Soup diets are becoming an increasingly popular way to lose weight.
The premise of these diets is straightforward: eat large amounts of soup, plus a limited amount of fruits, vegetables, and other foods, for one week—sometimes longer.
But starting a diet like this raises plenty of questions too. Are soup diets safe? Is there research to back up their effectiveness? And are they a healthy way to lose weight? Let’s find out.
Do Soup Diets Work?
Most soups are low in calories and fat and hearty enough to fill you up. The question is, what type of empirical evidence is there to back up their efficacy? Several studies have shown that eating soup before a big meal can decrease hunger, increase fullness, and reduce the amount of food you eat during your next meal as well.
The science behind this is quite simple: when your body is hungry, it releases a hormone called ghrelin. Consuming liquids like soup makes your stomach empty more slowly, which shuts down your body’s ghrelin-releasing signals for significantly longer then solid food.
So technically speaking, eating soup on a regular basis as part of a healthy diet is an effective way to lose weight. However, let’s dig a bit deeper and look into some potential issues.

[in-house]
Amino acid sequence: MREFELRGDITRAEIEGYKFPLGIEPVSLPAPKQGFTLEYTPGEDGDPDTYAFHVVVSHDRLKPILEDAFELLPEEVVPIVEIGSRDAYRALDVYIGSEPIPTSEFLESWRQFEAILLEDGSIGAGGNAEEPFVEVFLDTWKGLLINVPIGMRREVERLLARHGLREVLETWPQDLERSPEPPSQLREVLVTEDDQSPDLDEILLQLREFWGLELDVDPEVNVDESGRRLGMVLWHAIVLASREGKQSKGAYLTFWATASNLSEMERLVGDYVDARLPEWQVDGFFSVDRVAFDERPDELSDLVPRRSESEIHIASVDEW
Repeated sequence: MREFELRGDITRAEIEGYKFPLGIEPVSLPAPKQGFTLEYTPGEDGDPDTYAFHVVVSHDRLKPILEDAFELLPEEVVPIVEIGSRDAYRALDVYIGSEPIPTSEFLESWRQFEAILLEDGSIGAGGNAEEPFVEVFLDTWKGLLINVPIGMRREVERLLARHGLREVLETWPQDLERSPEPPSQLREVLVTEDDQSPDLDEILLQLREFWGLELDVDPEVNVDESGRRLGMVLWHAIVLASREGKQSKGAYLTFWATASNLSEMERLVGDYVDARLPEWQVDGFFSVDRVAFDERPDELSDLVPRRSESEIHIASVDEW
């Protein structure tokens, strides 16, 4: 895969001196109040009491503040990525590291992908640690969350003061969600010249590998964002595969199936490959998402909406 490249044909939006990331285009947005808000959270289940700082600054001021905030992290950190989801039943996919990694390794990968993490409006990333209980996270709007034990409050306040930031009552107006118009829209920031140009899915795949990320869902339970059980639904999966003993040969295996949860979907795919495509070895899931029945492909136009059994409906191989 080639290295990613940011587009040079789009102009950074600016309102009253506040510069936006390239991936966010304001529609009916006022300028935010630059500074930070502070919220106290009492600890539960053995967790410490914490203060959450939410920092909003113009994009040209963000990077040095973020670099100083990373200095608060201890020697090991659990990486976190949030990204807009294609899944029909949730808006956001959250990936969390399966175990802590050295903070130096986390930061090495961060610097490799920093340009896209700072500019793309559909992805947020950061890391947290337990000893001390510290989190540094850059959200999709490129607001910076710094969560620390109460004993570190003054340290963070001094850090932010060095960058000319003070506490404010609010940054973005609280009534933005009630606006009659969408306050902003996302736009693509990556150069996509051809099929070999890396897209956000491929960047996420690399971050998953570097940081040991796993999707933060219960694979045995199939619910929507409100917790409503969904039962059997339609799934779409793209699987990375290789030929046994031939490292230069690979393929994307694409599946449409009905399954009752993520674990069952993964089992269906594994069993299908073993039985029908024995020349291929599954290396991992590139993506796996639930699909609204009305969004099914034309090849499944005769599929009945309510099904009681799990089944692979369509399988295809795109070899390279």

Potential Problems With Soup Diets
There are some soup diets that promise 10-15 pounds of weight loss in a week. Here are potential problems with those types of soup diets:
- While you very well may lose weight on a soup diet, there is always a risk of weight rebound after you return to your normal diet… usually within a few weeks.
- A diet consisting solely of soup, depending on the content of the soup, may not be a healthy way to eat … and some soup diet plans can be downright dangerous for your health because of the lack of balanced, nutritious meals, according to health experts.
- Soup is generally high in sodium, and eating a diet that’s extremely low in calories but high in salt is definitely not healthy.
What to Eat Instead
Soup can be an effective ally to help you lose or maintain weight if you make it a part of a balanced, whole food diet plan … especially when you make them yourself.
Most store-bought, canned soups are highly processed and filled with excess sodium and artificial ingredients.
So why not whip up a bowl of soup yourself instead every night? It’s easier than you think. Grab a container of chicken or vegetable broth (low sodium preferably), add some fresh, chopped veggies, and toss everything in a pot until the veggies are cooked.
Experiment by blending veggies, adding fresh herbs and spices for flavor and balance, and using different broths.